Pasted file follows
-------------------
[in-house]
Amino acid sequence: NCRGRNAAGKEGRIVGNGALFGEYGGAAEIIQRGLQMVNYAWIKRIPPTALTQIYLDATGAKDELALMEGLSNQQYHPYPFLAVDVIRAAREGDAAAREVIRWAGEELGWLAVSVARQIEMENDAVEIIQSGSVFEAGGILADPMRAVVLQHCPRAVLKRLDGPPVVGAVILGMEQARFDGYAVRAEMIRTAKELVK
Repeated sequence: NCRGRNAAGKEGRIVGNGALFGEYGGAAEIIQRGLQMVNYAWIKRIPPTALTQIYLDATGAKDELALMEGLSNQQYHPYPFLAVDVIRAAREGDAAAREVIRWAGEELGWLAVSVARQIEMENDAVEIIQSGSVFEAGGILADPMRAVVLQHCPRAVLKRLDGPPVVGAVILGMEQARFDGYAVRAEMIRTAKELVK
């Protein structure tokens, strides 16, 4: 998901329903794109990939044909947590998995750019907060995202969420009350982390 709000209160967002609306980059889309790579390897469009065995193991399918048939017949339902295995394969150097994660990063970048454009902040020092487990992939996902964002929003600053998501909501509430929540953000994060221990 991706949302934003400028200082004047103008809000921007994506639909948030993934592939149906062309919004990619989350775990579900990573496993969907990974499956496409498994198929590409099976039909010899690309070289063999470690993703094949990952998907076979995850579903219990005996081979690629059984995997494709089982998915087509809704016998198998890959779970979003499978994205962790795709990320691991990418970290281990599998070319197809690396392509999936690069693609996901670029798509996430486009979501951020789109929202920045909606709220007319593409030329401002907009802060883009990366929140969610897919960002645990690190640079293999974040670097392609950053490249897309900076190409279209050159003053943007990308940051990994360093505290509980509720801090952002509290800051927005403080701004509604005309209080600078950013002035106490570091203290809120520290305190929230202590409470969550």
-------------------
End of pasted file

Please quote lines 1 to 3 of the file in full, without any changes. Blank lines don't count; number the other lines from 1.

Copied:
[in-house]
Amino acid sequence: NCRGRNAAGKEGRIVGNGALFGEYGGAAEIIQRGLQMVNYAWIKRIPPTALTQIYLDATGAKDELALMEGLSNQQYHPYPFLAVDVIRAAREGDAAAREVIRWAGEELGWLAVSVARQIEMENDAVEIIQSGSVFEAGGILADPMRAVVLQHCPRAVLKRLDGPPVVGAVILGMEQARFDGYAVRAEMIRTAKELVK
Repeated sequence: NCRGRNAAGKEGRIVGNGALFGEYGGAAEIIQRGLQMVNYAWIKRIPPTALTQIYLDATGAKDELALMEGLSNQQYHPYPFLAVDVIRAAREGDAAAREVIRWAGEELGWLAVSVARQIEMENDAVEIIQSGSVFEAGGILADPMRAVVLQHCPRAVLKRLDGPPVVGAVILGMEQARFDGYAVRAEMIRTAKELVK